The Arizal (Rav Yishak Luria, 1534-1572) taught that the Misva of serving as Sandak has the effect of rectifying sins involving the Berit Mila. This can be explained through the concept of "Teshubat Ha’mishkal" – that we atone for sins by performing Misvot associated with the sin that was committed. For example, our Sages teach that we can atone for the grave sin of Lashon Ha’ra (negative speech about other people) by using our mouths to speak words of Torah. This is inferred from the 12th chapter of Tehillim, which speaks of the severe punishment for forbidden speech ("Yachreit Hashem Kol Sifteh Halakot" – 12:4), and then speaks of the unique purity of words of Torah ("Imrot Hashem Amarot Tehorot" – 12:7). Likewise, by taking an infant and placing him on his lap to be circumcised, the Sandak atones for sins which he committed involving the Berit Mila.
In some communities, it is customary to approach the Sandak after a Berit to ask him for blessings. Apparently, it is felt that given the special merit of this Misva, the Sandak at that time is endowed with the special ability to confer blessings.
There is a tradition that when the infant cries during the Berit, this is an especially auspicious time to pray for whatever one needs. However, many people make the mistake of forgetting that the most important prayer to recite at this time is a prayer for the welfare of the child. It would be exceedingly selfish at that moment, when hearing the baby cry in pain, to pray only for oneself, ignoring the child’s suffering. We would never imagine hearing a patient crying in pain from his hospital bed and responding by reciting a prayer for our own wellbeing. By the same token, when the infant cries at a Berit, one should first pray for the child, and then pray for whatever needs he has. Indeed, Rav Eliyahu Gutmacher (1795-1874), in his notes to Masechet Shabbat, writes explicitly that the primary prayer to be recited at the time the infant cries is for the infant himself. (Incidentally, the blessing of "Refa’enu" is the eighth blessing of the Amida prayer because it is a prayer for infants who are circumcised on the eighth day and need G-d’s help to be healed. This is why the blessing ends by describing G-d as "Rofeh Holeh Amo Yisrael" – the Healer of the Jewish People, as opposed to the "Asher Yasar" blessing, which concludes by describing G-d as "Rofeh Kol Basar" – Healer of all flesh. The Beracha of "Refa’enu" speaks specifically of G-d’s healing the Jewish People, and of His healing all people, because it refers to the newly-circumcised Jewish infants in need of healing.)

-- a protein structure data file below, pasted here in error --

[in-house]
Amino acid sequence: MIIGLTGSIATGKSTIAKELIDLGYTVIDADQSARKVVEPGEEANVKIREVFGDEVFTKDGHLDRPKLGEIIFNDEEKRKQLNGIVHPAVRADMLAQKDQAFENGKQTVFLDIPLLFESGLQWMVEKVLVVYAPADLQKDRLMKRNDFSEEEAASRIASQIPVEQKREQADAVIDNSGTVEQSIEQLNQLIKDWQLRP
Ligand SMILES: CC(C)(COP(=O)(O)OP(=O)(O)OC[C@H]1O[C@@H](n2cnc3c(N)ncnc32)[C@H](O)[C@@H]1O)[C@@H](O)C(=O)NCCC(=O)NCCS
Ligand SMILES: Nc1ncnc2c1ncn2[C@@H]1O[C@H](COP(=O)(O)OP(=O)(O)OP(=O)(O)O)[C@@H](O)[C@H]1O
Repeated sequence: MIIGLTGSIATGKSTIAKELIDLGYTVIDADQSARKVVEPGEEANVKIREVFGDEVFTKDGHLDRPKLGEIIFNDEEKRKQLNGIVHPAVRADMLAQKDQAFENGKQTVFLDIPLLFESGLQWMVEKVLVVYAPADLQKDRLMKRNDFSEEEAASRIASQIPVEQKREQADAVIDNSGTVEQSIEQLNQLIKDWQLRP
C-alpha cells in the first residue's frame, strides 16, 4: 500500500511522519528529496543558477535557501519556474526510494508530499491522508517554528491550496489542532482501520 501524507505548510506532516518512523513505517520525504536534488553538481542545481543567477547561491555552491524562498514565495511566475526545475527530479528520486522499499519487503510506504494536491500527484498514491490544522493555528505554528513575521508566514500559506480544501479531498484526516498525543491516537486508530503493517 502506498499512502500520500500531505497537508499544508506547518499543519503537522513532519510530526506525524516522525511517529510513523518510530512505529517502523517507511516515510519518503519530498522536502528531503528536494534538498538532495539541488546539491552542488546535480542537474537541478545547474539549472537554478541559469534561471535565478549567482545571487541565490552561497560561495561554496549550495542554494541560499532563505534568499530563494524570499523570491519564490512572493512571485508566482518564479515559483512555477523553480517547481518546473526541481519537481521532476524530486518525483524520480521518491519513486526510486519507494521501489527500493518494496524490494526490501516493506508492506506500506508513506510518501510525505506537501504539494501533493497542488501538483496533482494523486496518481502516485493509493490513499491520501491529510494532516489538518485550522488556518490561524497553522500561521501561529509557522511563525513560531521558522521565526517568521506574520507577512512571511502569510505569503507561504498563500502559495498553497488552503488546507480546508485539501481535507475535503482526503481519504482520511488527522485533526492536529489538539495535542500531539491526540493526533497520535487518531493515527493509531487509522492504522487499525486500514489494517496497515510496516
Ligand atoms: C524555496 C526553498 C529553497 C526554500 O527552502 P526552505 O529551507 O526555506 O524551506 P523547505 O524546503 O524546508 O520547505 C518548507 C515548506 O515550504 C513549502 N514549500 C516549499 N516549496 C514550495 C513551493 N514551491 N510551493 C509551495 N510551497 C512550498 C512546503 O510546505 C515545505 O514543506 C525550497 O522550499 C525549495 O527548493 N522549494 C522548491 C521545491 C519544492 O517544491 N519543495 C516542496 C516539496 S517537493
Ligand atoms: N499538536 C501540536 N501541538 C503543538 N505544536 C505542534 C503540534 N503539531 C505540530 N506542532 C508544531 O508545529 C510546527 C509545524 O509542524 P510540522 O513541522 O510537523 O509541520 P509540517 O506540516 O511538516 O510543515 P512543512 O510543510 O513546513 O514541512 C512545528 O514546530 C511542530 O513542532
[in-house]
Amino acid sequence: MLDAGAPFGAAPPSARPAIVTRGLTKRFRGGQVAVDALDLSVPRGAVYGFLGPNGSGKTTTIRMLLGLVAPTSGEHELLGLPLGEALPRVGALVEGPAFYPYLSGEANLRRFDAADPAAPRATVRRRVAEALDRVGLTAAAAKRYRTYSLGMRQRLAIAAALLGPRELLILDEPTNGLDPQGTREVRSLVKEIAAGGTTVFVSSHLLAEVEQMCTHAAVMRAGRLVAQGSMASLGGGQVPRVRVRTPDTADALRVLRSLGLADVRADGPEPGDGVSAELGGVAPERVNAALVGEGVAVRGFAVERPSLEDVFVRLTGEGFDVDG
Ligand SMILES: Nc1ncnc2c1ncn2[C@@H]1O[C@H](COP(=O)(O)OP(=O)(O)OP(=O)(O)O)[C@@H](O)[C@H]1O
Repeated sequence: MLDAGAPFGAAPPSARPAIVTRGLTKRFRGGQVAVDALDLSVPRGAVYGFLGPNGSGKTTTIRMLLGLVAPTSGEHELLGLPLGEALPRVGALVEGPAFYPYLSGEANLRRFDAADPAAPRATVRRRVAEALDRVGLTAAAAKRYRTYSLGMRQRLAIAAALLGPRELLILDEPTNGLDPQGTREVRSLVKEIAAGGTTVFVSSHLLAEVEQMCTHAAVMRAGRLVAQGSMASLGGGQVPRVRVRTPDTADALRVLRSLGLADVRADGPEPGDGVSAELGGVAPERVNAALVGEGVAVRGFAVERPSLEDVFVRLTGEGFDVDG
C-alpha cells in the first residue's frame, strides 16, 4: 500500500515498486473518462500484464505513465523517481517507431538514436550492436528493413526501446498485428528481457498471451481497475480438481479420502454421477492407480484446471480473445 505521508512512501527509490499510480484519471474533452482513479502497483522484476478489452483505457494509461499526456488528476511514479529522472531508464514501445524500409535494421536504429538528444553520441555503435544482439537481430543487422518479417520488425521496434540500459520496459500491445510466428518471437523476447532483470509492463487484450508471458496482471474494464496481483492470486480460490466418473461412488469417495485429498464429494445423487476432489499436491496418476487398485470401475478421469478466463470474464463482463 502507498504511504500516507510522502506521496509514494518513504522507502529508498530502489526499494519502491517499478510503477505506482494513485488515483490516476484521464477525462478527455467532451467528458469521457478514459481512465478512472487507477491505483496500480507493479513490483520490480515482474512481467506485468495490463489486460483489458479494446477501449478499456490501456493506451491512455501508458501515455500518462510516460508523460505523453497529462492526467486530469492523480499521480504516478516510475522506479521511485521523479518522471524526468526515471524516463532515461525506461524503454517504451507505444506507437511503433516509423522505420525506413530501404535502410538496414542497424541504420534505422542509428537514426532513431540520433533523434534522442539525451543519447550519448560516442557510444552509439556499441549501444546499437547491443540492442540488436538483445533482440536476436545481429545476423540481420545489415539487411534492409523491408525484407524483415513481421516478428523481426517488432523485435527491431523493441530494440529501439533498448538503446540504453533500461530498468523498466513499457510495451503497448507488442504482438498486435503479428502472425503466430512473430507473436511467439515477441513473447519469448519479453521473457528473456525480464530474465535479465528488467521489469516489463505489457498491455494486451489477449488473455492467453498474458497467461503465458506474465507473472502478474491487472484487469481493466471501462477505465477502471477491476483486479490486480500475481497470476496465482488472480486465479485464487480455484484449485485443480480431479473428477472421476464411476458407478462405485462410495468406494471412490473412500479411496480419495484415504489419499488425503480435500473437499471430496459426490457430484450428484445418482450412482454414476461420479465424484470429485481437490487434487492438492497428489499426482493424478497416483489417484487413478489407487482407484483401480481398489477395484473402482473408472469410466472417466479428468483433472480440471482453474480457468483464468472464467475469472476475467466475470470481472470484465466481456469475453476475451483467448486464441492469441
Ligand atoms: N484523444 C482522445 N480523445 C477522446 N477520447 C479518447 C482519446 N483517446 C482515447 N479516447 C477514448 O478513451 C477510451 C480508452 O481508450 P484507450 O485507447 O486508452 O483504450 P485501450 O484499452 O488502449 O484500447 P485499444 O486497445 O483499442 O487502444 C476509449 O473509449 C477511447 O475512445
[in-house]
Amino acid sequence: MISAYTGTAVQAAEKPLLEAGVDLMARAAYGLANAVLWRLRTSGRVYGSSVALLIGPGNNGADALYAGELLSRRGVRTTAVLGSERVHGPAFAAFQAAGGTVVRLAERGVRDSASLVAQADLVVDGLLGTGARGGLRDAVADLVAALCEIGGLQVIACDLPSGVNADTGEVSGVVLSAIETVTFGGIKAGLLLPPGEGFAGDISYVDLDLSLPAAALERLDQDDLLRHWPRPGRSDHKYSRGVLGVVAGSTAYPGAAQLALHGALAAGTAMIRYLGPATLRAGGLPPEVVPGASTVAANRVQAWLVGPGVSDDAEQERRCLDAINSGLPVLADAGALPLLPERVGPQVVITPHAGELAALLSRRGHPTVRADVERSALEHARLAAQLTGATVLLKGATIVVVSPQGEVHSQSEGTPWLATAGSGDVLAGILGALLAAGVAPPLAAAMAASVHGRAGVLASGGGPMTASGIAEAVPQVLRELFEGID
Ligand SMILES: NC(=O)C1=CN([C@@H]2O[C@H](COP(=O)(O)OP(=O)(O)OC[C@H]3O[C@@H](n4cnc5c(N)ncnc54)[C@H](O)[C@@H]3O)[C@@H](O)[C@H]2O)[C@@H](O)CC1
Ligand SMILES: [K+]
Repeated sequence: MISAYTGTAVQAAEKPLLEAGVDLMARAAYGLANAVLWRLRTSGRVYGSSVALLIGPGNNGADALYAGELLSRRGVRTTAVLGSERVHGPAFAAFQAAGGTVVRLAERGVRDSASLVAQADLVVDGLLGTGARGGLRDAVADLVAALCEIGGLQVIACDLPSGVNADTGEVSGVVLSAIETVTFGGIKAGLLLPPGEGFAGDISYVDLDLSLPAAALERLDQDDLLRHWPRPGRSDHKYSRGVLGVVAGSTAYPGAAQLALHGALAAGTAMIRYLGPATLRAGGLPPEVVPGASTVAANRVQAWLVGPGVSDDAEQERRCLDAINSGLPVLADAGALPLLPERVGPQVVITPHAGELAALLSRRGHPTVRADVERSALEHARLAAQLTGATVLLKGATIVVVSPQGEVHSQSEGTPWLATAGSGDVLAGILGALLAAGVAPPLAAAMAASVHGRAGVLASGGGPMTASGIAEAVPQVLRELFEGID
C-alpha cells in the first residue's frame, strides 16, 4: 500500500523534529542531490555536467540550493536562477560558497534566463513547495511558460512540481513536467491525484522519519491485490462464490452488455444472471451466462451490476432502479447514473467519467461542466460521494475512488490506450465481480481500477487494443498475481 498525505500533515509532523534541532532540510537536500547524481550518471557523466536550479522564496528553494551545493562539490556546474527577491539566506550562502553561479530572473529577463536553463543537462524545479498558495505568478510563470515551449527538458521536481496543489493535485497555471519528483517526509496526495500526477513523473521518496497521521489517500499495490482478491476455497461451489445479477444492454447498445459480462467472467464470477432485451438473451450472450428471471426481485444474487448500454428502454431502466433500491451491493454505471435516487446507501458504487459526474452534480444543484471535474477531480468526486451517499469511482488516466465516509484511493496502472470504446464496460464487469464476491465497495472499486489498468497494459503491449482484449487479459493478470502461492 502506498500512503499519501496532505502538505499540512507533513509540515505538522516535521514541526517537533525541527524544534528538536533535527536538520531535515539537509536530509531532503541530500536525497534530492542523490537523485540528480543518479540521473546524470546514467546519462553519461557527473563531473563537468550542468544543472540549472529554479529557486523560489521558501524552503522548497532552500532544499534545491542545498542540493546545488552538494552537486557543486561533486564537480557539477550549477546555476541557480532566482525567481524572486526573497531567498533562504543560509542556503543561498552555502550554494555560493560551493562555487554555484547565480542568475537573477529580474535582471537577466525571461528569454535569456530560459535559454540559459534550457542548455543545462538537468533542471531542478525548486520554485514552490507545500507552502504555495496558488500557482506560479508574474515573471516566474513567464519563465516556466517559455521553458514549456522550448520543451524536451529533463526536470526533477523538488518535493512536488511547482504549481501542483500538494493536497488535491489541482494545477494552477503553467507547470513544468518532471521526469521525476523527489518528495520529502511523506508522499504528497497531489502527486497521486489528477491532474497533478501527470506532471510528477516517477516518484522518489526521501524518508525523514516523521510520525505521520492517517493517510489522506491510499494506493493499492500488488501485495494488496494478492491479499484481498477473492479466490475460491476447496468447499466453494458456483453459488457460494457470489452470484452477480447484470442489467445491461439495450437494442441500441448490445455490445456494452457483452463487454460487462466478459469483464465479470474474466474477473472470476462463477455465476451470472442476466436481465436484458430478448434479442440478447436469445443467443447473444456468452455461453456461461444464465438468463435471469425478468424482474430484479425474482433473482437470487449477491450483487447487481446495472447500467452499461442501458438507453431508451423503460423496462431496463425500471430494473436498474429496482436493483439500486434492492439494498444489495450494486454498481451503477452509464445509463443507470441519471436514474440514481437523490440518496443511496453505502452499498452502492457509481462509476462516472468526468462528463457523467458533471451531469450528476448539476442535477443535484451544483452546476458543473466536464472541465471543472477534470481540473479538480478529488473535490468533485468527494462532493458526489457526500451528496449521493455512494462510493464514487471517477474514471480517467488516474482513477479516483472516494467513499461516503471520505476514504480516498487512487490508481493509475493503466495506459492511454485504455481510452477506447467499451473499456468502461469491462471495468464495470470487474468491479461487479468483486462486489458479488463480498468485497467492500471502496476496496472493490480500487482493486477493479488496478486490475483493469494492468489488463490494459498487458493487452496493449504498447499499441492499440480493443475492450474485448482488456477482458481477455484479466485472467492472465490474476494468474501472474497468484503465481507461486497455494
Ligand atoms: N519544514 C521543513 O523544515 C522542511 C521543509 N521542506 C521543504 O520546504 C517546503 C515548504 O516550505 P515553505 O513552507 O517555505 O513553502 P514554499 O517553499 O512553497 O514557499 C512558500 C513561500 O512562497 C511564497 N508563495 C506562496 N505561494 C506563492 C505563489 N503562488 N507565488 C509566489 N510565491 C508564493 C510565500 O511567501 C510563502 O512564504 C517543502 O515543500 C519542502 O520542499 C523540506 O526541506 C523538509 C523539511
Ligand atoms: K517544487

This point is relevant also to wedding ceremonies. There is a tradition that the Hupa ceremony is an auspicious time to pray, and many have the custom to distribute cards with the names of people in need of assistance for whom the guests are encouraged to pray during the ceremony. However, the guests must remember that the most important prayer to recite at that time is a prayer for the newlywed couple, that the marriage should succeed and they should be blessed with happiness, health and prosperity.
Summary: Serving as Sandak at a Berit (meaning, holding the baby during the circumcision) is a unique privilege, which renders one worthy of many great rewards. In fact, in some communities, it is customary not to serve as Sandak more than once a year, in order to allow more people to earn the great benefits of this special Misva. This is not, however, the custom in our community. According to some sources, the Sandak should actually take the infant with his hands and then place him on his lap, rather than remaining passive as the infant is placed on his lap. It is proper for the Sandak to immerse in a Mikveh before the Berit, as he is considered like a Kohen serving in the Bet Ha’mikdash. If, on the day of the Berit, the father, Mohel and Sandak all pray at the same Minyan, the Mohel is given the privilege of serving as Hazan. If this happens on a Monday or Thursday, when the Torah is read, and they are all Yisraelim, such that only one of them can receive an Aliya, the Aliya should be given to the Sandak.